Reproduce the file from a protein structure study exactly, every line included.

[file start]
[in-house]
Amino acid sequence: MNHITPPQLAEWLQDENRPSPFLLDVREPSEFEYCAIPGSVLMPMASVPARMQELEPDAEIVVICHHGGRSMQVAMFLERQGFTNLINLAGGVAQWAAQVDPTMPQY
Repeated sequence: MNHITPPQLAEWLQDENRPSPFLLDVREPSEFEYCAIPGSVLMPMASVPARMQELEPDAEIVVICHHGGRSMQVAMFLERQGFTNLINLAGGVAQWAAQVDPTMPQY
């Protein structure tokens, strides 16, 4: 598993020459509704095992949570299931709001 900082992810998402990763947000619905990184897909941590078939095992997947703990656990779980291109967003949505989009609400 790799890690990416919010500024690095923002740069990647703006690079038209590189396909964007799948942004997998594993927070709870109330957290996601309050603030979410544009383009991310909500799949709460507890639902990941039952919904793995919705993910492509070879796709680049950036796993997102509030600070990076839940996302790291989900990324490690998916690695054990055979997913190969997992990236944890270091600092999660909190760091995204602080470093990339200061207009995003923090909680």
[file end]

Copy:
[in-house]
Amino acid sequence: MNHITPPQLAEWLQDENRPSPFLLDVREPSEFEYCAIPGSVLMPMASVPARMQELEPDAEIVVICHHGGRSMQVAMFLERQGFTNLINLAGGVAQWAAQVDPTMPQY
Repeated sequence: MNHITPPQLAEWLQDENRPSPFLLDVREPSEFEYCAIPGSVLMPMASVPARMQELEPDAEIVVICHHGGRSMQVAMFLERQGFTNLINLAGGVAQWAAQVDPTMPQY
């Protein structure tokens, strides 16, 4: 598993020459509704095992949570299931709001 900082992810998402990763947000619905990184897909941590078939095992997947703990656990779980291109967003949505989009609400 790799890690990416919010500024690095923002740069990647703006690079038209590189396909964007799948942004997998594993927070709870109330957290996601309050603030979410544009383009991310909500799949709460507890639902990941039952919904793995919705993910492509070879796709680049950036796993997102509030600070990076839940996302790291989900990324490690998916690695054990055979997913190969997992990236944890270091600092999660909190760091995204602080470093990339200061207009995003923090909680």